SEOUL, Jan. 9 (Korea Bizwire) – Bitcoin prices on South Korean exchanges have risen today despite hints at government regulation, and a drop in the value of the cryptocurrency in other markets.
According to cryptocurrency exchange Bithumb, the price per bitcoin reached 24.7 million won as of 2:30 p.m. today, up 1.4 percent after financial authorities announced plans to investigate cryptocurrency exchanges.
Earlier today, Choi Jong-ku, the chairman of the Financial Service Commission, held an emergency briefing to clarify the government’s stance on cryptocurrency, during which he said a joint investigation with the Korea Financial Intelligence Unit was launched into six banks where cryptocurrency has been exchanged.
Choi said that the government is ramping up monitoring efforts, and is poised to hold accountable banks for their duty to prevent money laundering.
Despite the strong stance taken by the government, which has threatened to shut down cryptocurrency accounts issued at exchanges at fault, the South Korean bitcoin market did not appear to be affected today.
Both the price of bitcoins and altcoins — alternative cryptocurrencies launched after the success of Bitcoin – went up around the time when the briefing was held by the Financial Service Commission.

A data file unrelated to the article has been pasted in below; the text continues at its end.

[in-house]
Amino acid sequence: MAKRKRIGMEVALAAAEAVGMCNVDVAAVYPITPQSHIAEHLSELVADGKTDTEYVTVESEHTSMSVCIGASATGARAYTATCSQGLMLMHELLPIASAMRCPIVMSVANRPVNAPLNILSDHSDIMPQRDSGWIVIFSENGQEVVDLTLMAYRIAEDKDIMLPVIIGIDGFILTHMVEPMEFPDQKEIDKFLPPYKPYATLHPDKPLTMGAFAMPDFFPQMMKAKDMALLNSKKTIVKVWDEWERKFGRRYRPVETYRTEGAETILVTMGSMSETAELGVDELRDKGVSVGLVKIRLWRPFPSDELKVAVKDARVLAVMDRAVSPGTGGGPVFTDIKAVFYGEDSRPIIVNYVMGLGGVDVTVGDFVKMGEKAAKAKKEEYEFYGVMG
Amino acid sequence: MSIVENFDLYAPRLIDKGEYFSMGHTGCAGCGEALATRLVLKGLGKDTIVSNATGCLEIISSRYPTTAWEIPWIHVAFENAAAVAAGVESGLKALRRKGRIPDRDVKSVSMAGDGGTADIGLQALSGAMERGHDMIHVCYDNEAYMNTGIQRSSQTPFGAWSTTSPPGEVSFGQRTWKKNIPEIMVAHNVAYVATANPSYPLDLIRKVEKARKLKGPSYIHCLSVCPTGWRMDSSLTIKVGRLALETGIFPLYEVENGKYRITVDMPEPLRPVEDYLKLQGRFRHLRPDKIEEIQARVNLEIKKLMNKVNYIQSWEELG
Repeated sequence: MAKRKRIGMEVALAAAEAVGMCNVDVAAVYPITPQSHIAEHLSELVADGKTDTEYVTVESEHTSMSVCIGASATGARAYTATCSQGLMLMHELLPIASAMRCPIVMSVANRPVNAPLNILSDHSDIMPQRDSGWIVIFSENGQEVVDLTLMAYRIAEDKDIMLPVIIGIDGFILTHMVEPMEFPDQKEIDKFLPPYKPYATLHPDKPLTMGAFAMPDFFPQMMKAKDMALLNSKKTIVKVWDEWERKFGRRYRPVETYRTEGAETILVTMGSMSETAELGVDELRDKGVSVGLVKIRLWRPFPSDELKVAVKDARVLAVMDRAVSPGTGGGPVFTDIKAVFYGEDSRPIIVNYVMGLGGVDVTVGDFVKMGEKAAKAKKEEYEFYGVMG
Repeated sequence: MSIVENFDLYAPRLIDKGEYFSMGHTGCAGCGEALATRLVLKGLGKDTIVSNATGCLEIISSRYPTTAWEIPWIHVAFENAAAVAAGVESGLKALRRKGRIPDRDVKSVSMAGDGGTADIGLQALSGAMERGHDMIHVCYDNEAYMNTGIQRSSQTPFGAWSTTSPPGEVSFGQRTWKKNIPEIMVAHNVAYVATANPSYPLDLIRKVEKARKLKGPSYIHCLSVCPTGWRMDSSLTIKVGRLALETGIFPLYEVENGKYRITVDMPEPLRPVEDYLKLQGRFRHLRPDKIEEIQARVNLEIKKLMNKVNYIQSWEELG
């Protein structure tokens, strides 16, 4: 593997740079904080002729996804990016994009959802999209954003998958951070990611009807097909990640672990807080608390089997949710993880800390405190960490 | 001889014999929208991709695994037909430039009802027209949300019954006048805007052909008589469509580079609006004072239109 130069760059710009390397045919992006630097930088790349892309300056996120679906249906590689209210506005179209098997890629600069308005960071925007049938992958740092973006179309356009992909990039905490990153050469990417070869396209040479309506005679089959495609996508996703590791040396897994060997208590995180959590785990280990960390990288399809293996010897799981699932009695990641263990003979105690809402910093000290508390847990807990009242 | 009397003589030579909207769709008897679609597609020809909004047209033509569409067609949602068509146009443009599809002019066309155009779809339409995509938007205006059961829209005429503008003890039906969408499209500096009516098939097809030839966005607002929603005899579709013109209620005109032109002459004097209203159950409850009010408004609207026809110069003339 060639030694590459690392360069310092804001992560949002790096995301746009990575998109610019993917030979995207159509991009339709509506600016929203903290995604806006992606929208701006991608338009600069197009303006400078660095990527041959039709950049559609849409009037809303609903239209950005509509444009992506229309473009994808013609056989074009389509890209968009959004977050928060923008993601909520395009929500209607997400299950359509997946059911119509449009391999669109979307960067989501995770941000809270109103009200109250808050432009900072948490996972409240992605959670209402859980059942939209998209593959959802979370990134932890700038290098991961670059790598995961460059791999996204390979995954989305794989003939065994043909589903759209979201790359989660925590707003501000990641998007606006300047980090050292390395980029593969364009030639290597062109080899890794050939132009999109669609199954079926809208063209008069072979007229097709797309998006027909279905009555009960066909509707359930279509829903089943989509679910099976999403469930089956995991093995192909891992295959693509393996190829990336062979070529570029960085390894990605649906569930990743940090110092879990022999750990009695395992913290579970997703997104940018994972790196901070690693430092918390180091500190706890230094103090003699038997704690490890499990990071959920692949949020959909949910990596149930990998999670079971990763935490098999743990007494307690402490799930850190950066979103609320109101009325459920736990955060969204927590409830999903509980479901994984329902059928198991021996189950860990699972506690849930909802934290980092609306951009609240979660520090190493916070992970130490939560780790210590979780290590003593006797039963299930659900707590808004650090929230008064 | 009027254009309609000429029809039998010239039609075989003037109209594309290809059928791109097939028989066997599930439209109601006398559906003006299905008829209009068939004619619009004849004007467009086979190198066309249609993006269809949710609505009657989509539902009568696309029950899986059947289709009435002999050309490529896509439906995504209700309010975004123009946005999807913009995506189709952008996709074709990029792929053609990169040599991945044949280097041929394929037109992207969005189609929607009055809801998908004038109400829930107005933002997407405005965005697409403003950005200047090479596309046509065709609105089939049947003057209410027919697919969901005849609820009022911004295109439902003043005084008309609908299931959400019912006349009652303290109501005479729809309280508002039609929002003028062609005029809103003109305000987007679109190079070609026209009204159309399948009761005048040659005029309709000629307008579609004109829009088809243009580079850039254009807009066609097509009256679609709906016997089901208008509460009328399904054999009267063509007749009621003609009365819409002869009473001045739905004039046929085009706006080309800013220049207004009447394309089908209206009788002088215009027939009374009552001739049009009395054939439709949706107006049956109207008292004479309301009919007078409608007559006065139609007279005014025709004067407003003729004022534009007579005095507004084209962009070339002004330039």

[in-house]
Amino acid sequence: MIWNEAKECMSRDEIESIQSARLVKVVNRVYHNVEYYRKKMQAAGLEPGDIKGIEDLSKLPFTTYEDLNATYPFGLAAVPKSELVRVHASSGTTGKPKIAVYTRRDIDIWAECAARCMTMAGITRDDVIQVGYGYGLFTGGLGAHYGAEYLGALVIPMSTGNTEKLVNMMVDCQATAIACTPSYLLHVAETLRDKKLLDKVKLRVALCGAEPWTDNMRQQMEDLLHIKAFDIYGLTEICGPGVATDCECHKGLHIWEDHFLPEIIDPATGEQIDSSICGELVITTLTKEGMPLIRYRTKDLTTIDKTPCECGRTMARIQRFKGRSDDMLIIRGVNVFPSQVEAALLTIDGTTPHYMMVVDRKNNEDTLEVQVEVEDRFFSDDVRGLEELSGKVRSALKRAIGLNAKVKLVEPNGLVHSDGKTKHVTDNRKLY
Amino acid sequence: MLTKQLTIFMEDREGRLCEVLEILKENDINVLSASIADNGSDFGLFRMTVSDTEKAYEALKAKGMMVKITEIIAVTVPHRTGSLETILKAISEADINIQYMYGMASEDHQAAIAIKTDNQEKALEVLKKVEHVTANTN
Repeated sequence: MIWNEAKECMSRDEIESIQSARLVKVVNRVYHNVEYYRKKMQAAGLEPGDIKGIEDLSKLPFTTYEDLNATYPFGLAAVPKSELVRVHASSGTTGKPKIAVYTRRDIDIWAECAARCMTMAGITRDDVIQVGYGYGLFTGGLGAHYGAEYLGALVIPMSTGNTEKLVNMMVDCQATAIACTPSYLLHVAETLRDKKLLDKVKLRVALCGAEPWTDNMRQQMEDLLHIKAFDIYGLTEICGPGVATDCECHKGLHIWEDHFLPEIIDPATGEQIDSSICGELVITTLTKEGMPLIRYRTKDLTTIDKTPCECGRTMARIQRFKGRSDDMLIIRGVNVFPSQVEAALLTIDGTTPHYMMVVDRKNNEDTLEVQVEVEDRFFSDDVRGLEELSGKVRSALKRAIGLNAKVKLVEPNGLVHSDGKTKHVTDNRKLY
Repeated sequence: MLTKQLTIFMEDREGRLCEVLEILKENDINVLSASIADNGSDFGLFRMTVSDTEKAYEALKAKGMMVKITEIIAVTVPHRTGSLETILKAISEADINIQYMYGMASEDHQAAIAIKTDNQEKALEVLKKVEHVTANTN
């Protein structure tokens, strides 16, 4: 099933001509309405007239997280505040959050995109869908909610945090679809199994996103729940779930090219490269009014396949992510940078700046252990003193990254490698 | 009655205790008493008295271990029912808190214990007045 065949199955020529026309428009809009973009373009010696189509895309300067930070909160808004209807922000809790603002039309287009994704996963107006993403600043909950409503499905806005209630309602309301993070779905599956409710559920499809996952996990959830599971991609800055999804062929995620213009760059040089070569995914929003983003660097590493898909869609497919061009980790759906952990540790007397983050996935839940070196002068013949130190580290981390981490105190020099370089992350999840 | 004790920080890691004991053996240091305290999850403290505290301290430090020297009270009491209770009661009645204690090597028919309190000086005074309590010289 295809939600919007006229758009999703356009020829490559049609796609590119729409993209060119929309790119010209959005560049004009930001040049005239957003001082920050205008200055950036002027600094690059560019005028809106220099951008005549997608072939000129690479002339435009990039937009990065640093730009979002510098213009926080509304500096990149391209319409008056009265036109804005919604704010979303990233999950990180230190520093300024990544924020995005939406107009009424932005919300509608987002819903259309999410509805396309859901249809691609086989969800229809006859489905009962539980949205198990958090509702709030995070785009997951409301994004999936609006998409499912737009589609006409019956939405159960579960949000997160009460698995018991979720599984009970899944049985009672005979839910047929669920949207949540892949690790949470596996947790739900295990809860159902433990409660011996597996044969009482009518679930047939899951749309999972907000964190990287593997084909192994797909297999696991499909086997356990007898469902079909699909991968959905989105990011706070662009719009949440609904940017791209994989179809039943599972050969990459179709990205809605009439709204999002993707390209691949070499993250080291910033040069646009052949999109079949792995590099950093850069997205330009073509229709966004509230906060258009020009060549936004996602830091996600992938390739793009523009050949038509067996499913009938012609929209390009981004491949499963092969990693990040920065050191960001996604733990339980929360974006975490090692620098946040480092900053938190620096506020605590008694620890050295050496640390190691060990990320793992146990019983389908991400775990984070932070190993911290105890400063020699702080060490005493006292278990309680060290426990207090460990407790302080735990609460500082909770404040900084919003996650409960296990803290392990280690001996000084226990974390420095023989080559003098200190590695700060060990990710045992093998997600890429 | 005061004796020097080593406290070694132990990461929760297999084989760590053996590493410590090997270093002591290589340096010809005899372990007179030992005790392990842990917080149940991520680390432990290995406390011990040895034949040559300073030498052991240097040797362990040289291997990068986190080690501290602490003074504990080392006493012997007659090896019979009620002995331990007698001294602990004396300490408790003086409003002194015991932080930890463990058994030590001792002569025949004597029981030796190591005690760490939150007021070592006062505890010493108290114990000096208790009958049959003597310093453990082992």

Ethereum’s price jumped 6.1 percent, from 1,865,300 won to 1,980,000 won this afternoon, while Bitcoin Cash (BCH) and Ethereum Classic (ETC) also enjoyed 3.4 percent and 7 percent increases, respectively, during the same time.
In the meantime, the international price of Ethereum dropped 1.6 percent at a similar time, drawing a stark contrast with the 6.1 percent price increase in South Korea, according to Bithumb’s analysis based on data from website CoinMarketCap.
In a further sign of the gap between the two markets, Ethereum Classic’s price went up 7 percent at South Korean exchanges, while the altcoin dropped 10 percent in value in the international market.
Similarly, Bitcoin Cash, Ripple and Litecoin also faced price drops, adding to the growing speculation that the South Korean market could be on course for decoupling with the international market.
During the emergency briefing earlier today, Choi, who chairs the Financial Services Commission, said South Korea is seeking to collaborate with China and Japan by “setting up a detailed system of cooperation”.
Hyunsu Yim (firstname.lastname@example.org)